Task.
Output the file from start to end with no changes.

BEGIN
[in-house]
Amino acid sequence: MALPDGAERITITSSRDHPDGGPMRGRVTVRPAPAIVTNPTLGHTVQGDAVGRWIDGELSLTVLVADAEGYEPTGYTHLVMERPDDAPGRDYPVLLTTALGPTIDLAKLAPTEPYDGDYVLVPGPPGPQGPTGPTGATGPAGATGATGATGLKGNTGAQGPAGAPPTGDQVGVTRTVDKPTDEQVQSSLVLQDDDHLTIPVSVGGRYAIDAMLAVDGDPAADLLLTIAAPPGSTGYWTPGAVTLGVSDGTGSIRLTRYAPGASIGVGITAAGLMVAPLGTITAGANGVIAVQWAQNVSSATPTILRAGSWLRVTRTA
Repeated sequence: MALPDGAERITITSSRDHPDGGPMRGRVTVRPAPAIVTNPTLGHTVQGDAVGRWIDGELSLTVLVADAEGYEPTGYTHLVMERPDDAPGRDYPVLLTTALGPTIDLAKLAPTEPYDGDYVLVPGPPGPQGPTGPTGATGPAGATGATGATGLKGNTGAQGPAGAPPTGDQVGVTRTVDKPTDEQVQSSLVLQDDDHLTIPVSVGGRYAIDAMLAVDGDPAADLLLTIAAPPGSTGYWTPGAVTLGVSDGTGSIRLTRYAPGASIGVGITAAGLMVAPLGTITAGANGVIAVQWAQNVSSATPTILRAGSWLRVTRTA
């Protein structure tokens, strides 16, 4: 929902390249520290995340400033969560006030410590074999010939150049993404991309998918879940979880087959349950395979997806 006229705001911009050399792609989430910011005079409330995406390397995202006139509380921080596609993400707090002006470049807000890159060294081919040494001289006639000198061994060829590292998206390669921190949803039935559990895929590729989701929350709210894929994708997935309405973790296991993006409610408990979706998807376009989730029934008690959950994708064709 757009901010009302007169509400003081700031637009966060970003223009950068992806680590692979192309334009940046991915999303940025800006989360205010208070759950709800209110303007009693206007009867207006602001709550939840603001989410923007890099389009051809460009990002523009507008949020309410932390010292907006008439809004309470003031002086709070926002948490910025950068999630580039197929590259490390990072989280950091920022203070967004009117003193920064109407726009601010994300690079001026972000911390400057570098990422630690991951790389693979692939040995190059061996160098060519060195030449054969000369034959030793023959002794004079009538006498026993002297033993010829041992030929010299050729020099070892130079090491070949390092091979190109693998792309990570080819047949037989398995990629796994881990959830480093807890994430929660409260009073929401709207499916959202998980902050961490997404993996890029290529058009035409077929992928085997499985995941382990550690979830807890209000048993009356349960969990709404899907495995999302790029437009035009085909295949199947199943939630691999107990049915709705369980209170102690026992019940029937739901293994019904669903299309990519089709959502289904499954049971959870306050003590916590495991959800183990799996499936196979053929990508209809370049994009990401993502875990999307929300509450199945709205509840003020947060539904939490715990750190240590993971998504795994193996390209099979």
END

[in-house]
Amino acid sequence: MALPDGAERITITSSRDHPDGGPMRGRVTVRPAPAIVTNPTLGHTVQGDAVGRWIDGELSLTVLVADAEGYEPTGYTHLVMERPDDAPGRDYPVLLTTALGPTIDLAKLAPTEPYDGDYVLVPGPPGPQGPTGPTGATGPAGATGATGATGLKGNTGAQGPAGAPPTGDQVGVTRTVDKPTDEQVQSSLVLQDDDHLTIPVSVGGRYAIDAMLAVDGDPAADLLLTIAAPPGSTGYWTPGAVTLGVSDGTGSIRLTRYAPGASIGVGITAAGLMVAPLGTITAGANGVIAVQWAQNVSSATPTILRAGSWLRVTRTA
Repeated sequence: MALPDGAERITITSSRDHPDGGPMRGRVTVRPAPAIVTNPTLGHTVQGDAVGRWIDGELSLTVLVADAEGYEPTGYTHLVMERPDDAPGRDYPVLLTTALGPTIDLAKLAPTEPYDGDYVLVPGPPGPQGPTGPTGATGPAGATGATGATGLKGNTGAQGPAGAPPTGDQVGVTRTVDKPTDEQVQSSLVLQDDDHLTIPVSVGGRYAIDAMLAVDGDPAADLLLTIAAPPGSTGYWTPGAVTLGVSDGTGSIRLTRYAPGASIGVGITAAGLMVAPLGTITAGANGVIAVQWAQNVSSATPTILRAGSWLRVTRTA
């Protein structure tokens, strides 16, 4: 929902390249520290995340400033969560006030410590074999010939150049993404991309998918879940979880087959349950395979997806 006229705001911009050399792609989430910011005079409330995406390397995202006139509380921080596609993400707090002006470049807000890159060294081919040494001289006639000198061994060829590292998206390669921190949803039935559990895929590729989701929350709210894929994708997935309405973790296991993006409610408990979706998807376009989730029934008690959950994708064709 757009901010009302007169509400003081700031637009966060970003223009950068992806680590692979192309334009940046991915999303940025800006989360205010208070759950709800209110303007009693206007009867207006602001709550939840603001989410923007890099389009051809460009990002523009507008949020309410932390010292907006008439809004309470003031002086709070926002948490910025950068999630580039197929590259490390990072989280950091920022203070967004009117003193920064109407726009601010994300690079001026972000911390400057570098990422630690991951790389693979692939040995190059061996160098060519060195030449054969000369034959030793023959002794004079009538006498026993002297033993010829041992030929010299050729020099070892130079090491070949390092091979190109693998792309990570080819047949037989398995990629796994881990959830480093807890994430929660409260009073929401709207499916959202998980902050961490997404993996890029290529058009035409077929992928085997499985995941382990550690979830807890209000048993009356349960969990709404899907495995999302790029437009035009085909295949199947199943939630691999107990049915709705369980209170102690026992019940029937739901293994019904669903299309990519089709959502289904499954049971959870306050003590916590495991959800183990799996499936196979053929990508209809370049994009990401993502875990999307929300509450199945709205509840003020947060539904939490715990750190240590993971998504795994193996390209099979």